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A Tribute to My Bestie

August 24, 2019

On July 31st, I lost my best friend. She died, unexpectedly, of a blood clot after battling breast cancer and undergoing reconstructive surgery.

Laura and Christine smiling for the camera
Christine and me at the SDCOE Equity Symposium

Christine’s been my best friend since I moved to San Diego in 2000. Before her, friendships for me were fleeting. They came, they went, and that was life. But Christine… she was a different story.

I could fill this blog with stories about our friendship. Stories about us learning hip hop dancing – okay, failing to learn hip hop dancing. Although we could do the sprinkler and the lawn mower better than anyone… just ask our 8th grade students!

Or about the time we hauled the new kayak into the middle of her cul-de-sac and pretended to row the open ocean, all the time yelling, “Are we there yet?” for a yearbook video. 

There are stories from our 14 hour bus trip to Reno that we thought was going to be on a train.

And stories about our attempt to start our own greeting card company.

Like I said, so many stories! 

A couple years into our friendship, we were talking about growing old and Christine mentioned all the trouble we’d get into at the nursing home. I remember saying to her, “I won’t know you when I’m 80.” I’ll never forget the look on her face. In total seriousness, she said to me, “That’s the meanest thing you could ever say to me. Of course we’ll know each other. We’re besties.” 

That day, she changed my perspective on not only friendship, but on life.

A few years later, we sat beside her mom Jean’s bed as her mom’s fight with cancer was coming to an end … we had been chatting light-heartedly while Jean slept when Christine’s brother Eric noticed that Jean had quietly passed away. I remember us talking about how she was able to finally let go because she knew we were all going to be okay. 

Even though Christine may not be around when I’m 80 to perform all those old folk home antics, I have to believe that, like Jean, Christine knew everyone she loved was going to be okay because she made everyone better by knowing her.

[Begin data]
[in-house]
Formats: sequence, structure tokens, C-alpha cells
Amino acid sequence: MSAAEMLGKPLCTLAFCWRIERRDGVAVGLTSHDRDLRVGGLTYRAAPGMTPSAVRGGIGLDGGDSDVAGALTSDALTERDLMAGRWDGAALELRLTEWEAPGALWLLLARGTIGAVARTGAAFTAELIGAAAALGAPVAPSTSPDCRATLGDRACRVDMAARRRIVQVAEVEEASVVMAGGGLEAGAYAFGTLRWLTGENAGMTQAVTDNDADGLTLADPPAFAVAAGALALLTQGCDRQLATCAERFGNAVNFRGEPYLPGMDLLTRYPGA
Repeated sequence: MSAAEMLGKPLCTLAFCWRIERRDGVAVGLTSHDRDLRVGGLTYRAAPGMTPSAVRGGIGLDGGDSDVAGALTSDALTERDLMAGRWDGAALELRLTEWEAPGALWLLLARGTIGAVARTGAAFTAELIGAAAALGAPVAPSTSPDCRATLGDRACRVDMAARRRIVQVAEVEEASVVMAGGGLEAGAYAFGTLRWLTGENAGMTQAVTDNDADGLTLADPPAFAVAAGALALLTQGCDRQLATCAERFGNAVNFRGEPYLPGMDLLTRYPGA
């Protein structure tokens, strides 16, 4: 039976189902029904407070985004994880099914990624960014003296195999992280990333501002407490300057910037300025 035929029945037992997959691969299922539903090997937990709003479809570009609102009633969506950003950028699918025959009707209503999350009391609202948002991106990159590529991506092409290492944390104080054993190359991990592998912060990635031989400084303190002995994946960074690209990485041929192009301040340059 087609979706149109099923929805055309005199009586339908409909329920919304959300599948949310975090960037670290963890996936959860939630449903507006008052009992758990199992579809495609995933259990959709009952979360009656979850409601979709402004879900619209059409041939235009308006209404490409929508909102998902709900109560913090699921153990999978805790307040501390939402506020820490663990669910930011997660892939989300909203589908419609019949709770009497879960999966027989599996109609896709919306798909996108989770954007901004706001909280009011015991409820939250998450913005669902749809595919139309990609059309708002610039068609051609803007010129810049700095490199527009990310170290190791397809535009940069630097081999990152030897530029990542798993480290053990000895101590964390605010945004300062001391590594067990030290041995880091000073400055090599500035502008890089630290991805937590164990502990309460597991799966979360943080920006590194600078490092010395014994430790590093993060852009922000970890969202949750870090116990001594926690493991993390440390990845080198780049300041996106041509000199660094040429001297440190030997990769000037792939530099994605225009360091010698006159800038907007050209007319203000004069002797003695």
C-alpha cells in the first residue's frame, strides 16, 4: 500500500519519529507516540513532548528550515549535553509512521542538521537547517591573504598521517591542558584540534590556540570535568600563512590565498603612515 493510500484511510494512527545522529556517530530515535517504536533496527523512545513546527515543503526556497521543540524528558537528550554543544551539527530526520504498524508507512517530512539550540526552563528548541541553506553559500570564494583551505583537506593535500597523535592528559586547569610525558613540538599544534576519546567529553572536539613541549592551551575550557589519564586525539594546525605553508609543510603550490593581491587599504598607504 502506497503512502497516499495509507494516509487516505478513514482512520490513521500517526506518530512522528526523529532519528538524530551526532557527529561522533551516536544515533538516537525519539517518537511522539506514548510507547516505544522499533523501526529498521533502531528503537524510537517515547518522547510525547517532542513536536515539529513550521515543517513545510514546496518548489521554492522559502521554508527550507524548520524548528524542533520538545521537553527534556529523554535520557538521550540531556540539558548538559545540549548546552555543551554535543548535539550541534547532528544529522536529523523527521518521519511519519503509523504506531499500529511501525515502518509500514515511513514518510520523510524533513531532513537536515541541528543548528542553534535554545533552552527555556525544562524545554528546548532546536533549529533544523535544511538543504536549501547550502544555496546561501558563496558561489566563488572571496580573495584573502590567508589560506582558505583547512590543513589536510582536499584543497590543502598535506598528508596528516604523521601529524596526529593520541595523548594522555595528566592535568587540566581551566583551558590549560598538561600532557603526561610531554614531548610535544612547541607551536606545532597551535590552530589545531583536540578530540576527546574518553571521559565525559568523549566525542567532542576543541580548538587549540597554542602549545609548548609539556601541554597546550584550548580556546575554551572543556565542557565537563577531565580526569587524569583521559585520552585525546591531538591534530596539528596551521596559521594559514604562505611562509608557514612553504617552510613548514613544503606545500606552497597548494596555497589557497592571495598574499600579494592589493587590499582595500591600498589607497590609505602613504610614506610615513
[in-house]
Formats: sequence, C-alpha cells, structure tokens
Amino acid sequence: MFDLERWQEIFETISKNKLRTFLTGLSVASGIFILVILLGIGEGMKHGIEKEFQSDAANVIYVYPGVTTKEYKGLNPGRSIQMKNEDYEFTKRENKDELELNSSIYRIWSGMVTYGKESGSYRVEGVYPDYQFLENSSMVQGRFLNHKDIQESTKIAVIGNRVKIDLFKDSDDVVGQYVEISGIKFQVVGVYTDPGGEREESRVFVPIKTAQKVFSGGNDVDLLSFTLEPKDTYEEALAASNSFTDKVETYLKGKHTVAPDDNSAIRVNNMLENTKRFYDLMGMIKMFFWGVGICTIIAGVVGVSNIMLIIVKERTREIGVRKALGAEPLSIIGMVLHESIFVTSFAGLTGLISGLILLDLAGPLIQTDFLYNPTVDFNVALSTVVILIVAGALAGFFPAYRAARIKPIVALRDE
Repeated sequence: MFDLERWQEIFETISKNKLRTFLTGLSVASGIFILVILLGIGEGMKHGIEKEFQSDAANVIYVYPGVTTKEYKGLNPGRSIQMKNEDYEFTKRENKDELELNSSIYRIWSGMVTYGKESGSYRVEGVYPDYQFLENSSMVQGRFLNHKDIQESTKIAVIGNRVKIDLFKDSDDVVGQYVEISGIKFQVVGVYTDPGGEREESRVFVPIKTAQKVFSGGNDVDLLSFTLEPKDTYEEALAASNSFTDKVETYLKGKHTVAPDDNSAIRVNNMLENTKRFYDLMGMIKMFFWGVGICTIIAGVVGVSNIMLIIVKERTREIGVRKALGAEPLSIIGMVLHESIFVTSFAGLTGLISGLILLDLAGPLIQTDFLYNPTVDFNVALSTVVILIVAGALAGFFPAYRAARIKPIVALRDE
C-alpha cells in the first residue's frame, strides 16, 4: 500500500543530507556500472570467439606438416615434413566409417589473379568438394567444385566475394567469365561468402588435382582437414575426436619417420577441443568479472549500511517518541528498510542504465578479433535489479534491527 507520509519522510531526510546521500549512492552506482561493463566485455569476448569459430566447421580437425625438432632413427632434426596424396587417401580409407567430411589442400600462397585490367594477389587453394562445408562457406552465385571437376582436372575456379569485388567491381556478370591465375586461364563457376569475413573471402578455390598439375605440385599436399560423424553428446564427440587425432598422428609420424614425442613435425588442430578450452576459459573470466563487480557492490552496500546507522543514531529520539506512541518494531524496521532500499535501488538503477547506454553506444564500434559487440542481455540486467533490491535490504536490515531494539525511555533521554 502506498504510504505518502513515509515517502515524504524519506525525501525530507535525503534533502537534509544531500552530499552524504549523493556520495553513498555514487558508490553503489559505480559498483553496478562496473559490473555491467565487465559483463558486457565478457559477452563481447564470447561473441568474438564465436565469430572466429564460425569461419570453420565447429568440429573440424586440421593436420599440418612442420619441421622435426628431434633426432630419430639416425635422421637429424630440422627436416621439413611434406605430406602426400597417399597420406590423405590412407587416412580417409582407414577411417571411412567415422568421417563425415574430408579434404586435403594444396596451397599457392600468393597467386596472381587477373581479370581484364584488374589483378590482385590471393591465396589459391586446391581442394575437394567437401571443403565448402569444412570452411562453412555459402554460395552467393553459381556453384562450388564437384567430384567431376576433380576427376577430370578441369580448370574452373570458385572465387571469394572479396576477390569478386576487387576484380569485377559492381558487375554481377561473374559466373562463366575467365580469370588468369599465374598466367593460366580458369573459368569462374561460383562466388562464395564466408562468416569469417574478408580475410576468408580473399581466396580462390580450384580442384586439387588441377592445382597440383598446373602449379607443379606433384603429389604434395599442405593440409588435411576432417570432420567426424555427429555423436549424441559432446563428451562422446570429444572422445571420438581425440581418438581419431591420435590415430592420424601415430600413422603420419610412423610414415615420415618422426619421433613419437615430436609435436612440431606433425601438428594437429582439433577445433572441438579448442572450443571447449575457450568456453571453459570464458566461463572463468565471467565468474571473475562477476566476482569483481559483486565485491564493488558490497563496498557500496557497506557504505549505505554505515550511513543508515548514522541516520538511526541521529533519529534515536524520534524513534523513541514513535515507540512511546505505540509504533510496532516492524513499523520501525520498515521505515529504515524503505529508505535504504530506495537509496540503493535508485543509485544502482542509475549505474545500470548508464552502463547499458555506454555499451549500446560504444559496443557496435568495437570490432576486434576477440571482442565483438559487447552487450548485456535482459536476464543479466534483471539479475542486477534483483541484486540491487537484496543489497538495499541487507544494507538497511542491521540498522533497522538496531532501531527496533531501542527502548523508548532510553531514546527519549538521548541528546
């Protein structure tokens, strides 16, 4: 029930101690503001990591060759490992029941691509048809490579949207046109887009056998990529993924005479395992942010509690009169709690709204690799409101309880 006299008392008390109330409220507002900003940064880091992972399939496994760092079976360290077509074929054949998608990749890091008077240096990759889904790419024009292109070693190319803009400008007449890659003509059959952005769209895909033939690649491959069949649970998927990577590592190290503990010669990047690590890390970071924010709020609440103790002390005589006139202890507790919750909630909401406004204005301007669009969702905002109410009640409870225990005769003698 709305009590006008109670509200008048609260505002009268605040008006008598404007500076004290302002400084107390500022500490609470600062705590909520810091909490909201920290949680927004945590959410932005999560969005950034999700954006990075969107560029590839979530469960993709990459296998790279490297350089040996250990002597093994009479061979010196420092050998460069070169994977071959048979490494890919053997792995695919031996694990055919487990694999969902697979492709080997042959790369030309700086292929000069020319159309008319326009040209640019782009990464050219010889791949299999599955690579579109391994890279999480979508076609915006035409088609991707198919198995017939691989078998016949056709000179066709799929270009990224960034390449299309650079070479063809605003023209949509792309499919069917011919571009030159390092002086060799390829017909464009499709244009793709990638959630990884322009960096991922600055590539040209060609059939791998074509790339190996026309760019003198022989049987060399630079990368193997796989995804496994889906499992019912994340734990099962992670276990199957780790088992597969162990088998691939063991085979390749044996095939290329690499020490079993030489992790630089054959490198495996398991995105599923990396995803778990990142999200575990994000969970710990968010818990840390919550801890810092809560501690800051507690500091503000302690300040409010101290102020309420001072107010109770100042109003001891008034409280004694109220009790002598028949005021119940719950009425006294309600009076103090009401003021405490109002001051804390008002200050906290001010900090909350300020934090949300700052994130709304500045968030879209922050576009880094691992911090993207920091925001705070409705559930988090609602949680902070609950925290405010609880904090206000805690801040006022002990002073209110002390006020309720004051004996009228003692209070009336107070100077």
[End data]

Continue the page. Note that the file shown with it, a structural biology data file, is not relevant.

They say the body is 70% water, but for Christine Fax-Huckaby, it was all heart. She was a passionate educator; a passionate animal advocate; a passionate fighter for equity; and a passionate wife, friend, and colleague. For 23 years, Christine touched the lives of students and staff as a public school teacher and mentor in both Lemon Grove and Sweetwater.

Christine was always a cheerleader for me.

She believed in the ability of each student to achieve his/her inner greatness, and never let them settle for less. She had just as much love for animals. Whether they were hers or not, Christine loved every fur baby she ever saw. She was constantly rescuing dogs and cats, finding them their fur-ever home. Although truth be told, a lot of times that home ended up being her own!

I’m sad without her in my physical life. Sad without her laughter, her jokes, and her unconditional love.

Winnie the Pooh said it best: If ever there is a tomorrow when we’re not together there is something you must always remember… You are braver than you believe. Stronger than you seem and smarter than you think. But the most important thing is even if we are apart I’ll always be with you.

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